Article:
Description : A revelatory look at the life of the great American author—and how it shaped his most beloved works Jack London was born a working class, fatherless Californian in 1876. In his youth, he was a boundlessly energetic adventurer on the bustling West Coast—an oyster pirate, a hobo, a sailor, and a prospector by turns. He spent his brief life rapidly accumulating the experiences that would inform his acclaimed bestselling books The Call of the Wild, White Fang, and The Sea-Wolf. The bare outlines of his story suggest a classic rags-to-riches tale, but London the man was plagued by contradictions. He chronicled nature at its most savage, but wept helplessly at the deaths of his favorite animals. At his peak the highest paid writer in the United States, he was nevertheless forced to work under constant pressure for money. An irrepressibly optimistic crusader for social justice and a lover of humanity, he was also subject to spells of bitter invective, especially as his health declined. Branded by shortsighted critics as little more than a hack who produced a couple of memorable dog stories, he left behind a voluminous literary legacy, much of it ripe for rediscovery. In Jack London: An American Life, the noted Jack London scholar Earle Labor explores the brilliant and complicated novelist lost behind the myth—at once a hard-living globe-trotter and a man alive with ideas, whose passion for seeking new worlds to explore never waned until the day he died. Returning London to his proper place in the American pantheon, Labor resurrects a major American novelist in his full fire and glory.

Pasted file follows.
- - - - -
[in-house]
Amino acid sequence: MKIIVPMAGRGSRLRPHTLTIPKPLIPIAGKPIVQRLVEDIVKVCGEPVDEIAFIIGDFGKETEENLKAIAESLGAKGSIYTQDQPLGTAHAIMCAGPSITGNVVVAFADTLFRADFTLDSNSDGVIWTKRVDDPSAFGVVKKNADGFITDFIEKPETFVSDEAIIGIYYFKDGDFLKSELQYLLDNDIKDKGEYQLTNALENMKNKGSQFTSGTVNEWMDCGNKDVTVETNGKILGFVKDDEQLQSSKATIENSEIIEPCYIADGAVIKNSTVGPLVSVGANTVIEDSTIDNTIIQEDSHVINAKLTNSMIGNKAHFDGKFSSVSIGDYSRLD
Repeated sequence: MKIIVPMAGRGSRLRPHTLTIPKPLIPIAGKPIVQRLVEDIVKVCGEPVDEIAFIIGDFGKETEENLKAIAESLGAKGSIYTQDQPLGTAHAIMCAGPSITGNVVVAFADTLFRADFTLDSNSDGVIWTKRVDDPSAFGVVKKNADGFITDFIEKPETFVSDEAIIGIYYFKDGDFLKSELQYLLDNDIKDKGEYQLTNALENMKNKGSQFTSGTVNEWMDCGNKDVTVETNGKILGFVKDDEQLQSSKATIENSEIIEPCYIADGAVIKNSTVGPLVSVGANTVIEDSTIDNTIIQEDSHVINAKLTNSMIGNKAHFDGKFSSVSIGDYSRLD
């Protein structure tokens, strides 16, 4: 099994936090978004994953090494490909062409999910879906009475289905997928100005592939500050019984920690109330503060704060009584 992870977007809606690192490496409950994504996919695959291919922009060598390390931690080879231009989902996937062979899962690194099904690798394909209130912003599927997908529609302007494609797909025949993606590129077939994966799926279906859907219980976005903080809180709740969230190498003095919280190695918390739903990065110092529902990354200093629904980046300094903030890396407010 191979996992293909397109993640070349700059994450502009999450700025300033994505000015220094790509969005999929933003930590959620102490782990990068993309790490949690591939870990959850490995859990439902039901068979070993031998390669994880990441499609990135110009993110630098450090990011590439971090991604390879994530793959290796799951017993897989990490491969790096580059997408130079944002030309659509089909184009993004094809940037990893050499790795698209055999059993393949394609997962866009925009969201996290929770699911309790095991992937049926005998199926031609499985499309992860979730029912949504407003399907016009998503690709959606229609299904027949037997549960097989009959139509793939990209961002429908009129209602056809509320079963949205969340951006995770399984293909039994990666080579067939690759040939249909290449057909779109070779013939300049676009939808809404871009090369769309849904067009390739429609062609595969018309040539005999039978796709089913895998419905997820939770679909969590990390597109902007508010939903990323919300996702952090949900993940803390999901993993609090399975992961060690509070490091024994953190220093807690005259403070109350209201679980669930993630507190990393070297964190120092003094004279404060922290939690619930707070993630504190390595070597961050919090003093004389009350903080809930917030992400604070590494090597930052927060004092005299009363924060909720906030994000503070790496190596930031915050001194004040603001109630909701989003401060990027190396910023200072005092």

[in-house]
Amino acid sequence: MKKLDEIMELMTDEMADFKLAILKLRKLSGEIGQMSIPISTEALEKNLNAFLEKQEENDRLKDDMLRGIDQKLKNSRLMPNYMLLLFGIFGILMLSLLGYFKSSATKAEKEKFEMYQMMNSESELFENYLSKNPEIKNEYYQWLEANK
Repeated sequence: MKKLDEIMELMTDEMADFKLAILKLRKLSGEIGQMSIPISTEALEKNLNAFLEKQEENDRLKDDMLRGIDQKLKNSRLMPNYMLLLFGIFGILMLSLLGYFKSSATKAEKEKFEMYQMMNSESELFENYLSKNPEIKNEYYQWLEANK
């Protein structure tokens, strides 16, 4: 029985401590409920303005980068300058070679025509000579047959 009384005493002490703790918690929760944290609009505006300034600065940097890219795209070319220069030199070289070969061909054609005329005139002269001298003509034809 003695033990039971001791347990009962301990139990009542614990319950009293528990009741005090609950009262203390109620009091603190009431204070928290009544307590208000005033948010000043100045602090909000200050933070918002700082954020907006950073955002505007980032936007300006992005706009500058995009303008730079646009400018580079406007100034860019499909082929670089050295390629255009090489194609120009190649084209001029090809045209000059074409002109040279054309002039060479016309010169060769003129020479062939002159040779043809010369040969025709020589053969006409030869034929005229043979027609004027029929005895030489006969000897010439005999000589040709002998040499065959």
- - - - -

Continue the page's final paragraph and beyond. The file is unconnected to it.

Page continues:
Description : Neil Harris's scholarship of the past twenty-five years has helped to open up the study of American cultural history. This long-awaited collection gathers some of his rich and varied writings. Harris takes us from John Philip Sousa to Superman, with stops along the way to explore art museums and world fairs, shopping malls and hotel lobbies, urban design and utopian novels, among other artifacts of American cultures. The essays fall into three general sections: the first treats the history of cultural institutions, highlighting the role of museums; the second section focuses on some literary, artistic, and entrepreneurial responses to the new mass culture; and the final group of essays explores the social history of art and architecture. Throughout Harris's diverse writings certain themes recur—the redefining of boundaries between high art and popular culture, the relationship between public taste and technological change, and the very notion of what constitutes a shared social experience. Harris's pioneering work has broadened the field of cultural history and encouraged whole new areas of inquiry. Cultural Excursions will be useful for those in American and culture studies, as well as for the general reader trying to make sense of the culture in which we live.